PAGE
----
The Diet for the Kingdom
May 30, 2005
You might have seen a movie that was out last year called SUPER SIZE ME. The movie was created by a man named Morgan Spurlock, and it chronicled an unusual experiment that he performed over the course of a month. Spurlock wondered what would happen if he ate all of his meals at McDonald’s. So that is what he did. For an entire month, every day, three times a day, he drove up to the Golden Arches to dine. By the end of the month, he had gained 30 pounds, his cholesterol was off the charts, and his doctor was warning him that he had to change his eating habits if he intended to survive. This movie gives visual form to a saying that we have all heard. You are what you eat. If you eat junk, high choleric fatty foods, your health deteriorates. If you eat healthy, natural, nutritional foods, your health improves. You are what you eat.
This saying is good news for us today as we celebrate the Feast of Corpus Christi, because it is on this day that we reflect on the marvelous gift of the Eucharist. Our belief is that when we eat the bread and wine of the Eucharist we take into ourselves the very life of Christ. We believe that as we weekly celebrate the Eucharist at this altar, the bread and wine is changed during the Eucharistic Prayer into the Body and Blood of Christ. The bread and wine is no longer bread and wine, but the Body, Blood, Soul and Divinity of the Risen Christ. We do not understand how this can happen. It is a great mystery, one of the central mysteries of our faith. But it is also a remarkable gift, because Christ becomes for us our food and we are what we eat.
This is not a new idea. In the third century the great early Christian father Augustine wrote, “If you receive the Eucharist well, you are what you eat. Since you are the Body of Christ and his members, it is your mystery which you receive. As you come to communion, you hear the words ‘The Body of Christ’ and you answer ‘Amen’. Be, therefore, members of Christ that your ‘Amen’ may be true. Be what you see. Receive what you already are.” In this profound paragraph, what Augustine is saying is that the Eucharist is nourishment to us for what we already are. We are already united to Christ through faith and baptism. Each time we receive this sacrament we grow in that shared life of Christ. We become more of the person that we already are.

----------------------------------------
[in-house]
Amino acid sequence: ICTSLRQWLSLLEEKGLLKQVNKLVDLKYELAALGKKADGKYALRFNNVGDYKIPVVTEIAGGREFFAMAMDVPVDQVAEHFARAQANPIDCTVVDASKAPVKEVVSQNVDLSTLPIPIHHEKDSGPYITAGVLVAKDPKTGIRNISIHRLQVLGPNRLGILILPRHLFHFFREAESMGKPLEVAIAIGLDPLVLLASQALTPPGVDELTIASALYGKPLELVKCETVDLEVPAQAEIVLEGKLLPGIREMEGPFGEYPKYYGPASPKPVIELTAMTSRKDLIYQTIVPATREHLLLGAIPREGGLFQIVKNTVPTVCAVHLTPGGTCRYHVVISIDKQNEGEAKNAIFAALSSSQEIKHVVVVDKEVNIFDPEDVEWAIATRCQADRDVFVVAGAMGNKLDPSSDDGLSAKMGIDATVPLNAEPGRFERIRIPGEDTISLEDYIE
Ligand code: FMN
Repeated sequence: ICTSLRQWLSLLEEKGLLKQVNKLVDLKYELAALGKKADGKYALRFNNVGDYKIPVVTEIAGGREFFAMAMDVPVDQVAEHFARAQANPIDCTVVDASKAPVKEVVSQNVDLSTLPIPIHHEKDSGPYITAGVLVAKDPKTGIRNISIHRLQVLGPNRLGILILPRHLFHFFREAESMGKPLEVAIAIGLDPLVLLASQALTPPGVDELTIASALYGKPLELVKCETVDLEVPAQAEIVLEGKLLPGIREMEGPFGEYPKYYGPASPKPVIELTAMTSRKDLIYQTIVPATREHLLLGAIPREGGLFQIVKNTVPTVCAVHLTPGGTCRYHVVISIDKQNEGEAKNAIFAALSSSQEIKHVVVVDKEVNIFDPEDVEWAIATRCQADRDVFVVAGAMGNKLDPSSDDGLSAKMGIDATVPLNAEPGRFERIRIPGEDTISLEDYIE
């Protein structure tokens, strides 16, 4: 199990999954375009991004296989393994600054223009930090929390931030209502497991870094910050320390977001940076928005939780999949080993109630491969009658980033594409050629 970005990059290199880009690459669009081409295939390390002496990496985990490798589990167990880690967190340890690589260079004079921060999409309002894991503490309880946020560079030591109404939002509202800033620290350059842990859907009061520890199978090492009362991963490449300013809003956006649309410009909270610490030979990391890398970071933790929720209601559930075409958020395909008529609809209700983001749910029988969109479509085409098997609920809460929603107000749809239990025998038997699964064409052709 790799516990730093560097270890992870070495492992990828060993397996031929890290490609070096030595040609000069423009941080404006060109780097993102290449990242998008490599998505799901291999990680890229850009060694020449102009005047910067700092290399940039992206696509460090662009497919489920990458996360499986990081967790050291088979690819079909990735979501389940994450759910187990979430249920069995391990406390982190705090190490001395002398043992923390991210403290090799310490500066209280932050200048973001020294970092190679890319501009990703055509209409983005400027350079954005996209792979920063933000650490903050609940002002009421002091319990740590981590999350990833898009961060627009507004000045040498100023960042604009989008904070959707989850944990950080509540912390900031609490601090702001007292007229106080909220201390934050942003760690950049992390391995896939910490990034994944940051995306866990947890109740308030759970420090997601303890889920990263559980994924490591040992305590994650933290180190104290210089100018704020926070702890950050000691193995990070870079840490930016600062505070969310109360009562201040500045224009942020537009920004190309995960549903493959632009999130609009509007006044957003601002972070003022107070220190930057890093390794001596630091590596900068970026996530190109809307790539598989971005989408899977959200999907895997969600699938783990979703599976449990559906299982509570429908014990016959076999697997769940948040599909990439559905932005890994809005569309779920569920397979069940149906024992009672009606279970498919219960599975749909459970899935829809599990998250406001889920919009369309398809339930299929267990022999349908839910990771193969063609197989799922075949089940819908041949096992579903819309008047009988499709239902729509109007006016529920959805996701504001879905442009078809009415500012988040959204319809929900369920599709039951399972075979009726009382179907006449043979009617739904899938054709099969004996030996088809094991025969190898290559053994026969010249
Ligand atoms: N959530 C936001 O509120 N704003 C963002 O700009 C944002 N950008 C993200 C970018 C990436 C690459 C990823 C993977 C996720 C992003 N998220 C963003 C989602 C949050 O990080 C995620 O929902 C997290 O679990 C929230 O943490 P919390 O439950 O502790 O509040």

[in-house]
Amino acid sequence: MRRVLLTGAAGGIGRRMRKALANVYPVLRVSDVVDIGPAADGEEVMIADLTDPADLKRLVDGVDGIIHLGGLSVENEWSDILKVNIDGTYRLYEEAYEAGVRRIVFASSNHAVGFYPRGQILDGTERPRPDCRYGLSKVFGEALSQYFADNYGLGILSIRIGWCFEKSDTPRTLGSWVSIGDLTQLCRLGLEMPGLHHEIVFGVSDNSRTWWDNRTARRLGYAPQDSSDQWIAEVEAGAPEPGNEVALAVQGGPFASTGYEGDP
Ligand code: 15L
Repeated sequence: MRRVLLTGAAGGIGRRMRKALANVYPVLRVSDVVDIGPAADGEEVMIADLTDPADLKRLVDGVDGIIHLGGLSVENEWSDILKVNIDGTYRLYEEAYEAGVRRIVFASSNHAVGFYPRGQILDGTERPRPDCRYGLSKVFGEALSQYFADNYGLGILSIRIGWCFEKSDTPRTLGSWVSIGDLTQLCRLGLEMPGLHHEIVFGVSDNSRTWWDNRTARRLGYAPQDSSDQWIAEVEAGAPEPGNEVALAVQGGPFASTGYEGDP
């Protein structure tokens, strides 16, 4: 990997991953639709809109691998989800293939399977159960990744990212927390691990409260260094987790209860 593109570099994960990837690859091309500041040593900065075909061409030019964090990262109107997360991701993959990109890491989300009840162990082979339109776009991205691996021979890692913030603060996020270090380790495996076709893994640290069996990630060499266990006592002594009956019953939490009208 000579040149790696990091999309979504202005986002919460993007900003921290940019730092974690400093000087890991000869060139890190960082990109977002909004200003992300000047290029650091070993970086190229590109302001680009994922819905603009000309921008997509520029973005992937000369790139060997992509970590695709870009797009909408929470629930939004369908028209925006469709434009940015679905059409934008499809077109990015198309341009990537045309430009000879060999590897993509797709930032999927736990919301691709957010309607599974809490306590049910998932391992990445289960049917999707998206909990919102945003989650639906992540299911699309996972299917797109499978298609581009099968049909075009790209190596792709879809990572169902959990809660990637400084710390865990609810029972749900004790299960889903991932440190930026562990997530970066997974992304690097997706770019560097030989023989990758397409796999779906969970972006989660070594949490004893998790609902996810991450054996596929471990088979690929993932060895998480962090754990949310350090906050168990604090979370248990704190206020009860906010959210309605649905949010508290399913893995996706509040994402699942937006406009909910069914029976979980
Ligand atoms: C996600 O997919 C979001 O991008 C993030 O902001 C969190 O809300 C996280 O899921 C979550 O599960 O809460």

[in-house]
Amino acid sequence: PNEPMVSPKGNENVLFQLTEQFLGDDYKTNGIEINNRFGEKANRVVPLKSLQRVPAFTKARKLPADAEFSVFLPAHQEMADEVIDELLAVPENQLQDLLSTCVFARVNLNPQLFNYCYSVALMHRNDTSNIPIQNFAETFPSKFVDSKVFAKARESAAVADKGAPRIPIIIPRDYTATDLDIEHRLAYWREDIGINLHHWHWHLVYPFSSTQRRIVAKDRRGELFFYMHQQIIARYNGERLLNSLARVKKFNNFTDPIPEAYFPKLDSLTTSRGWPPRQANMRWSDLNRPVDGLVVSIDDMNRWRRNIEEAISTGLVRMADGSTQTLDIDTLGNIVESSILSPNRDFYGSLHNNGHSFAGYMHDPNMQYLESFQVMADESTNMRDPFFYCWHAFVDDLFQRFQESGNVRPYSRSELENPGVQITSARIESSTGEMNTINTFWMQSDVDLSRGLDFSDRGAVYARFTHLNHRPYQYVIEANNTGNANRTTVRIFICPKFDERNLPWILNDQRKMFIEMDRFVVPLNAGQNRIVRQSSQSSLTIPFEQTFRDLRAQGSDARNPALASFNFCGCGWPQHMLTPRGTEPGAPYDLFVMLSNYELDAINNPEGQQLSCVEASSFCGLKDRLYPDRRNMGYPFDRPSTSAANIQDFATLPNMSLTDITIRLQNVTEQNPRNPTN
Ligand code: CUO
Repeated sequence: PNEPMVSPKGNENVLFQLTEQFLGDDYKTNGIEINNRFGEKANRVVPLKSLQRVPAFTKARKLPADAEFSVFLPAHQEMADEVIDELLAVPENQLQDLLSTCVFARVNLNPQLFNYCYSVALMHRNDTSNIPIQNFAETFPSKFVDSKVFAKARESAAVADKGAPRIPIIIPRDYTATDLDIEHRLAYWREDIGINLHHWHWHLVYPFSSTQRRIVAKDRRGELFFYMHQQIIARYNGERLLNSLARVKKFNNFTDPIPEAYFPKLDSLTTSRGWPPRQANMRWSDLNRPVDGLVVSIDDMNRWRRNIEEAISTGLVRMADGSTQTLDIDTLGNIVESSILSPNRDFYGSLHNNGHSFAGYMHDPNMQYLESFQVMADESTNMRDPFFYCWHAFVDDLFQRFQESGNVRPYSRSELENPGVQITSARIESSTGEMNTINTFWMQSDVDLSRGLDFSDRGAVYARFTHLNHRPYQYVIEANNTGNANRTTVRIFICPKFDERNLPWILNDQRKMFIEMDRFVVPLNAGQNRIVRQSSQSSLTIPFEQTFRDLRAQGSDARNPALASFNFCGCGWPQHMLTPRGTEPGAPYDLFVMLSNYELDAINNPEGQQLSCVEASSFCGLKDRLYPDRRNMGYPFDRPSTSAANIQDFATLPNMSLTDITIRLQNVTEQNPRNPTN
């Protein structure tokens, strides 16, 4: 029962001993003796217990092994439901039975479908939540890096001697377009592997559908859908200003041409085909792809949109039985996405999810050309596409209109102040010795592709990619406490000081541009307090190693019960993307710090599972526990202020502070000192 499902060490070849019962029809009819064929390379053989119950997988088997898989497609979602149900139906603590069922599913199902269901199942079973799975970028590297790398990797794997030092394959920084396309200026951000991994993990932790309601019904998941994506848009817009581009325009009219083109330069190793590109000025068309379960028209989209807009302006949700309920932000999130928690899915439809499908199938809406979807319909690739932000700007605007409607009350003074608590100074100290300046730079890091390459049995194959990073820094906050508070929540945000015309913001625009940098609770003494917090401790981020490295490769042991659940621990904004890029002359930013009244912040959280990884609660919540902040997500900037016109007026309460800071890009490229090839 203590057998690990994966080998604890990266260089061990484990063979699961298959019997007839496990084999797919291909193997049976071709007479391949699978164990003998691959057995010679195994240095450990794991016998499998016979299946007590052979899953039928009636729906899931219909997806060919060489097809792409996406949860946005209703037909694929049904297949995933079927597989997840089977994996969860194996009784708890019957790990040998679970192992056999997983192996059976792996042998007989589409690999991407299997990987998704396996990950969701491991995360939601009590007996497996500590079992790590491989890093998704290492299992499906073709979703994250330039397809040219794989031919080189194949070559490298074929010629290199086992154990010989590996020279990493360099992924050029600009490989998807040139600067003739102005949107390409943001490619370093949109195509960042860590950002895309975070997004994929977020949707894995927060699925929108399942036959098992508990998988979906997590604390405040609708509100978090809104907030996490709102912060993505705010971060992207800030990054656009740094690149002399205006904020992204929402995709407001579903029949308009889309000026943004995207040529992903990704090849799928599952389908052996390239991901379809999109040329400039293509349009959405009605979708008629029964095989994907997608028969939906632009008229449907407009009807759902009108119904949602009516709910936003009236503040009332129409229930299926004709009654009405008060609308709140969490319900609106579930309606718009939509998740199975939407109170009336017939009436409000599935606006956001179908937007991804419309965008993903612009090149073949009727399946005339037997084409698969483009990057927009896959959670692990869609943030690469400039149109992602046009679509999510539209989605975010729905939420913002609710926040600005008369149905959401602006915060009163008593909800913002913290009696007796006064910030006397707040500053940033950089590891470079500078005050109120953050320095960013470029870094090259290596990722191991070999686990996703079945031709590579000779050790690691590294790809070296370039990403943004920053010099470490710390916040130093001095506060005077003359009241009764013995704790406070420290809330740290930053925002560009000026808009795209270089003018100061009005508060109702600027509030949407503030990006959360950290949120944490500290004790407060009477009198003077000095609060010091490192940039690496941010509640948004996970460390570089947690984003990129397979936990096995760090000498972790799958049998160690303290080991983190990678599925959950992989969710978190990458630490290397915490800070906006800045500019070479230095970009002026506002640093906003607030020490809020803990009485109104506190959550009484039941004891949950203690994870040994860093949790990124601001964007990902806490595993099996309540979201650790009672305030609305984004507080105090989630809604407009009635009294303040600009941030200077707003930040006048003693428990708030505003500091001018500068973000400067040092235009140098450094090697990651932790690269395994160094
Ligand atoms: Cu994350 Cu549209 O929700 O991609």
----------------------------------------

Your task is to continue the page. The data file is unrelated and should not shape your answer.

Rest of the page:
So what then should this mystery of the Eucharist do for us? How should we change as we receive the Eucharist from week to week? The Eucharist should give us more courage and more confidence.
When we receive the Eucharist with faith we grow in courage, because the one we receive is Christ who faced the evil of the world. Christ knew what betrayal was, what suffering was, what loss was, what death was. He faced those evils with courage in the Father who loved him. The Eucharist then should be for us a way of dealing with the trials of our own life. It should give us strength to deal with rejection, with sickness, even with death. When we receive the Eucharist, we receive the very courage of Christ, the strength through which Christ was able to face his passion.
The Eucharist should also make us grow in confidence. The Christ who we receive is the Risen Christ, the Christ who now sits at the right hand of the Father, the Christ who is leading the world into God’s kingdom. The Risen Christ is a Christ of limitless power and of limitless love. Therefore we can receive this Christ in confidence, because his power and his strength will be with us. Therefore there will always be hope for the future.
Today then, on this Feast of Corpus Christi, let us bring the issues of our life, whatever they may be, to this table. Let is bring here the things that trouble us, the things that hurt us, the things that we are afraid of, all the things that preoccupy our minds. As we pray the Eucharistic Prayer in a few minutes, let your ‘Amen’ to that prayer be your affirmation that the bread and wine on this altar is becoming for us the Body and Blood of Christ. As you come forward and extend your hands to receive communion, let your ‘Amen’ be the affirmation that the Risen Jesus is becoming our food and drink. We are what we eat. So let us rejoice today. In this marvelous gift of the Eucharist we become courageous people, sharing in the very strength of Christ, which allows us to live today. In this holy meal we become confident people, sharing in the very power of the Risen Christ that always provides us with hope for tomorrow.